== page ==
Chronic Care News - Page 2

Jeannette Y. Wick, RPh, MBA, FASCP
HIV's tendency to hide in the central nervous system may be a major barrier to disease eradication.
Connor Walker, PharmD Candidate
While asthma treatment options such as long acting beta-agonists and inhaled corticosteroids are effective in most patients, approximately 10% of asthma conditions will remain poorly controlled.
Jeannette Y. Wick, RPh, MBA, FASCP
A recent issue of the Journal of Cardiovascular Nursing includes a list of 20 things you didn't know about beta-blockers.
Jeannette Y. Wick, RPh, MBA, FASCP
HIV is a wide-reaching public health problem, with more than 37 million individuals infected worldwide. Current antiretroviral therapy (ART) has a varying array of uses, ranging from HIV treatment to pre-exposure prophylaxis.
Laurie Toich, Associate Editor
Many studies suggest that certain dietary interventions may reduce the risk of multiple sclerosis (MS) or improve symptoms. The Mediterranean diet, in particular, has garnered significant attention for MS.
American Diabetes Association officials noted that there are aspects of the American College of Physicians' guidance they agree with, but association members are concerned by the missing consideration of the positive impact of several newer medication classes that are associated with low risk for hypoglycemia, have favorable effects on weight and improved cardiovascular disease outcomes.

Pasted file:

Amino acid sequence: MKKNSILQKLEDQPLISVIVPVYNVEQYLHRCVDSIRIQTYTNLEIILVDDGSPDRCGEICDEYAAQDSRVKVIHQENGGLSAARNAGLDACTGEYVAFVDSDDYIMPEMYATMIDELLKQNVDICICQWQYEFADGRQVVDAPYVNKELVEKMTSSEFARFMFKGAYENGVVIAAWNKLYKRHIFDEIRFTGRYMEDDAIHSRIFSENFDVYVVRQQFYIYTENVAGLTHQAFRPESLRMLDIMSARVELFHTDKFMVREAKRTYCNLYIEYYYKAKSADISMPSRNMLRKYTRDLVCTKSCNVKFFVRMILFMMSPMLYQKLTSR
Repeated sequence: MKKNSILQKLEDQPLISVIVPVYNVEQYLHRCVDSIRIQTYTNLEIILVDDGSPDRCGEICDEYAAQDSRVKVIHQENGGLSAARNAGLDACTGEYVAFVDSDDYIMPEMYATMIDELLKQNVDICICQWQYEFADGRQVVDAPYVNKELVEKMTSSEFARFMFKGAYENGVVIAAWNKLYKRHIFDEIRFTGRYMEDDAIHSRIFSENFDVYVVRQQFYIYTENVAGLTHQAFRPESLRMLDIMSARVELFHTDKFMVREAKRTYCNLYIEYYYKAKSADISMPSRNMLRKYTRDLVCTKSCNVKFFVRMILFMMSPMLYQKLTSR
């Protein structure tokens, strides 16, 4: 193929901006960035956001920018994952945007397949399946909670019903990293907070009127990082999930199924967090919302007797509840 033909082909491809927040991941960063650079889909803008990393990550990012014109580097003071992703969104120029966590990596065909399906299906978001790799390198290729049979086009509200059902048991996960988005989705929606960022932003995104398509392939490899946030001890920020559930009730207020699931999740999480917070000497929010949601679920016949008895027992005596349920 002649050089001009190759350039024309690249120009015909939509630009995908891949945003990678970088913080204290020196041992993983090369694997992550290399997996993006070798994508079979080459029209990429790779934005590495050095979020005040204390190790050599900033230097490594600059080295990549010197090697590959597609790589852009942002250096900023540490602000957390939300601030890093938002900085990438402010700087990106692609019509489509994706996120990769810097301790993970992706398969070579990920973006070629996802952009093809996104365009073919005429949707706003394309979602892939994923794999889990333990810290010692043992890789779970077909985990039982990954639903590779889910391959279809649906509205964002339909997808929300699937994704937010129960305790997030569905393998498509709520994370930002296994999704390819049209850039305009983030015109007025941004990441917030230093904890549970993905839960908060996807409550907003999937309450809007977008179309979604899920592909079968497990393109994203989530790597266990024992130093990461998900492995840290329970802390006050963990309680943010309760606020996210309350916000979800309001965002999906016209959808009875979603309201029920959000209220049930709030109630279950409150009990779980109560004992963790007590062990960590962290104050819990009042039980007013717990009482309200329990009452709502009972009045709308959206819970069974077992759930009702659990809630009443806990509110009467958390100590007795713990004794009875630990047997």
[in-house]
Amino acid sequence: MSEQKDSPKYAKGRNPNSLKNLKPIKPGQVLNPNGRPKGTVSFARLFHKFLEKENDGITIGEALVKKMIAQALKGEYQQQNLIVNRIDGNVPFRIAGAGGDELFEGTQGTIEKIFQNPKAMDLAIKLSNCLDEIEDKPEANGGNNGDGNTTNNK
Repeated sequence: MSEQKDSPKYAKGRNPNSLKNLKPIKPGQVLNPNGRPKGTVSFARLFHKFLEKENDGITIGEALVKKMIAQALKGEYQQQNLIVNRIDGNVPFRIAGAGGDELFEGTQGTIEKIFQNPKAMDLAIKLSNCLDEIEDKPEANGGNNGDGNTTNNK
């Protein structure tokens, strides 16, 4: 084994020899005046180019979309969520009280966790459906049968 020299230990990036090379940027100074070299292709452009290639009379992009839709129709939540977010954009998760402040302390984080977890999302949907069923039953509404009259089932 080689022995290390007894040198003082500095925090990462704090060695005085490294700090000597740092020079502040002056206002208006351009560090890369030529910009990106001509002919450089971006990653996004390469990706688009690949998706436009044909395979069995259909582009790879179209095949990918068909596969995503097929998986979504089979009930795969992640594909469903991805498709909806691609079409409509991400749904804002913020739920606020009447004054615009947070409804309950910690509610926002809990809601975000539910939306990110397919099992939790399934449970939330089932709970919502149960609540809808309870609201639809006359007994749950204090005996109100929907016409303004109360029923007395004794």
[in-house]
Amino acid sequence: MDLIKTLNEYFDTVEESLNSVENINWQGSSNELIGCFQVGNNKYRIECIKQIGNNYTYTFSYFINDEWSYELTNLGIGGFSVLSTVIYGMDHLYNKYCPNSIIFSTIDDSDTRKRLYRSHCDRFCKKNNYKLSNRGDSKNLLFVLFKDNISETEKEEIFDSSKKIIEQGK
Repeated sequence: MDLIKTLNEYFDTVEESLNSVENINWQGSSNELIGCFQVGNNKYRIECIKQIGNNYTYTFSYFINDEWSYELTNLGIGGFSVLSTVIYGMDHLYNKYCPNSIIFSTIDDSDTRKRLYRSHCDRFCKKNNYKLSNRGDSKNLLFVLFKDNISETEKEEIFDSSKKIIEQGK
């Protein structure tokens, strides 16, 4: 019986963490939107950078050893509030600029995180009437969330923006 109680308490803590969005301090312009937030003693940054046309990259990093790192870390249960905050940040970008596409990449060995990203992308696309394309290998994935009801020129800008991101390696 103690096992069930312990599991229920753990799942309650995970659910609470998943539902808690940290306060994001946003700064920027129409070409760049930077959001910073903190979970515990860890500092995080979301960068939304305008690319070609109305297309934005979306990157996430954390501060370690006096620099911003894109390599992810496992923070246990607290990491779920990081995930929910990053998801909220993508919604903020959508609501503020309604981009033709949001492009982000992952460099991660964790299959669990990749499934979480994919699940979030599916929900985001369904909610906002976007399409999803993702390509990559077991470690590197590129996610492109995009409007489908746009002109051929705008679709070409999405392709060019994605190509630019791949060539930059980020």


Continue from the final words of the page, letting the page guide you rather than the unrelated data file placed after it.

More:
Jennifer Barrett, Assistant Editor
The American College of Physicians recently issued new guidelines aimed at assisting clinicians in making decisions about targets when using pharmacologic therapy in adults with type 2 diabetes.
Jennifer Barrett, Assistant Editor
Clinicians should ask these questions to ensure that pediatric patients are receiving the best asthma therapy suited for them.
Jeannette Y. Wick, RPh, MBA, FASCP
Surgeons who specialize in hand surgery are in short supply in the United States, and many patients who have conditions affecting their hands seek management in other health care settings.
Jennifer Hofmann, MS, PA-C, and Mary G. Flanagan, MS, PA-C
There is no cure for IBS, and its management should be individualized based on patient preferences, potential triggers, predominant symptoms, and symptom pattern and severity.

Current Issue

The Educated Patient

Kristen Marjama, DNP, FNP-BC
Gluten proteins found in barley, rye, and wheat trigger systemic injury primarily to the small intestine, but they can also affect the joints, liver, skin, uterus, and other organs.
Kristen Marjama, DNP, FNP-BC
It is that time of year again, when health care providers see an increase in patient volume because no one has time to be sick.
Sara Marlow, MSN, RN, PHN, FNP-C
Sunburn is still a major health issue that can be prevented.
Kristen Marjama, DNP, FNP-BC
The National Health Interview Survey in 2014 estimated that 17.7 million adults and 6.3 million children had asthma.
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